MATANE, Que. — Quebec provincial police on Wednesday widened the search area for a three-year-old boy who was allegedly abducted by his father in a town 400 kilometres northeast of Quebec City.
Police issued an Amber Alert on Tuesday evening after the boy was allegedly taken around 1 p.m. earlier that day by 36-year-old David Côté in Ste-Paule, Que., on the Gaspé Peninsula.
A day later, they said the search for three-year-old Jake Côté had been expanded across the province and into New Brunswick.
Police said they enlarged the perimeter after locating the all-terrain vehicle allegedly used by the boy's father.
Quebec provincial police spokesman Claude Doiron said investigators believe the suspect could be on foot or in a vehicle.
"Could he have gotten in a car? Could he have hitchhiked? … We have to look at that possibility," Doiron said in an interview Wednesday, adding that police have evidence to suggest Côté could be armed.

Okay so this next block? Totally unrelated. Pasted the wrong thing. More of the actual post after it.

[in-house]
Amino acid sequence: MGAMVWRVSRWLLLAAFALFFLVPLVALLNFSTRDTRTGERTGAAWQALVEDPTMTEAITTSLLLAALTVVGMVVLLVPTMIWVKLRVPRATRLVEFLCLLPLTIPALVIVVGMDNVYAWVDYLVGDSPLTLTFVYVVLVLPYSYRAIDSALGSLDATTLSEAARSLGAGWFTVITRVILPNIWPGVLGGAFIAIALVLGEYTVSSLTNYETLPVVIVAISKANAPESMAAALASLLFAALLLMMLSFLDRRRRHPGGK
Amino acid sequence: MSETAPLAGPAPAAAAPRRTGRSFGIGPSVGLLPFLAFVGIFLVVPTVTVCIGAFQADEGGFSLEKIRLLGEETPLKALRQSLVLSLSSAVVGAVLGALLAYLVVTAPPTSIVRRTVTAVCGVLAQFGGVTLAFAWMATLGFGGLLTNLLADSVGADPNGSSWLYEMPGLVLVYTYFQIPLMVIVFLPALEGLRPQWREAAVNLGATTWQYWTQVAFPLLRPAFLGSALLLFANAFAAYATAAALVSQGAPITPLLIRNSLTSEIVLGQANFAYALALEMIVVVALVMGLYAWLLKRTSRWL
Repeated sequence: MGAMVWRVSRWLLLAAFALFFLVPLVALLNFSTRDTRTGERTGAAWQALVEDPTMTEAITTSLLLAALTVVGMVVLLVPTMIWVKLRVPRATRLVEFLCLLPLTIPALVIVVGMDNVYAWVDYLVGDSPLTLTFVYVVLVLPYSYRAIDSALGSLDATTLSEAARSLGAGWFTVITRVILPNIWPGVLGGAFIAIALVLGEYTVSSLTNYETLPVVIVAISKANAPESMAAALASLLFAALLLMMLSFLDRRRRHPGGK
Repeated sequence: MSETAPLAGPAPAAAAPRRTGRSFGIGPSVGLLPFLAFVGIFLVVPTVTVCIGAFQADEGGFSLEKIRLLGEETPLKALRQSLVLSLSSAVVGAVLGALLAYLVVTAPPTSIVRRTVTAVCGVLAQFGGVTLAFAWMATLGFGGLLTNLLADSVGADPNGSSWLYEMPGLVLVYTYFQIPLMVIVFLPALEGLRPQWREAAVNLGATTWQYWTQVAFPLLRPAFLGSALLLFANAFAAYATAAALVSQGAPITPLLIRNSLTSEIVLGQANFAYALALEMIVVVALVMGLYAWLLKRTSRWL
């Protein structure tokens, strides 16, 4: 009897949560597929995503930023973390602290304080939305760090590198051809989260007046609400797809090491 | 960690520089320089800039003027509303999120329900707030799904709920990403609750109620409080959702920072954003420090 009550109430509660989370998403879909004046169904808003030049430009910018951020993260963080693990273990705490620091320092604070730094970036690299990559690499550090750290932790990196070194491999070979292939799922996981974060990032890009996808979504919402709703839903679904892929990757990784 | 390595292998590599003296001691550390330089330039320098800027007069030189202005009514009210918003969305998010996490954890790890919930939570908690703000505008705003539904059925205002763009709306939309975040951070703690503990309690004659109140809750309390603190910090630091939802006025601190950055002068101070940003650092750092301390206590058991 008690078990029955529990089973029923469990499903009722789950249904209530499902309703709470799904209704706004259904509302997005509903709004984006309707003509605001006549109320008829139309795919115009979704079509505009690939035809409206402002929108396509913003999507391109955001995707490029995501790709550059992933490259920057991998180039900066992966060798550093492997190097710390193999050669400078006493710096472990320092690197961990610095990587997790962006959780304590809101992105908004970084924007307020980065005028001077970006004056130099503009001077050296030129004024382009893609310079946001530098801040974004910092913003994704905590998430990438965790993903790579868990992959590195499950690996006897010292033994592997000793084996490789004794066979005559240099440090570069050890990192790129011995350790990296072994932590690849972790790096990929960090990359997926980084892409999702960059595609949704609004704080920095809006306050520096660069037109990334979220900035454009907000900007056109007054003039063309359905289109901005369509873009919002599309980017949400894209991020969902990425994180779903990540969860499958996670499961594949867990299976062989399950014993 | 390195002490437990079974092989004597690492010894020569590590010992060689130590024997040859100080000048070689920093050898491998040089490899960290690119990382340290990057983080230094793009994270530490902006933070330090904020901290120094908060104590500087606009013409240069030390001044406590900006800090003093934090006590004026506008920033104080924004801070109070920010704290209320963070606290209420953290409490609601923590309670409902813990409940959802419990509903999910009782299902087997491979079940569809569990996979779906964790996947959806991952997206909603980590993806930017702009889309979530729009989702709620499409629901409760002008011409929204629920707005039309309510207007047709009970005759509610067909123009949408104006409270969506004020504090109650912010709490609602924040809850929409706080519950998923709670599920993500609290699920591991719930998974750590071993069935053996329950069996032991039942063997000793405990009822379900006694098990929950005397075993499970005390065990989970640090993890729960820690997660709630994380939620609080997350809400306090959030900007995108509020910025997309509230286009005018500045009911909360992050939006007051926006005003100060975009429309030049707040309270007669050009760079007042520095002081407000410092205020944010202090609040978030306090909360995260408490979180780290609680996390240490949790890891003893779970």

The suspect is five-foot-seven, weighs about 180 pounds and has brown hair and blue eyes. Police said he was last seen wearing a dark sweater with a black logo, as well as black army-style pants.
Investigators said the boy has short hair and was wearing a T-shirt with a six or nine graphic in blue camouflage, as well as silver stripes on the sleeves and bottom of the shirt. He was also wearing dark blue jeans and beige boots.
Doiron said the area near where the child disappeared is densely forested and "very vast," which he said complicates the search.
While he refused to divulge the full scale of police resources dedicated to the search operation, he promised that no effort was being spared to bring the child home.
"Everything that is humanly possible to do in the circumstances, it’s being done," Doiron said.
Police are warning the public not to approach the suspect if they see him and to instead immediately call police. They're also asking the public to stay away from the Ste-Paule area to avoid interfering with the work of police and dog handlers.
This report by The Canadian Press was first published Sept. 1, 2021.
The Canadian Press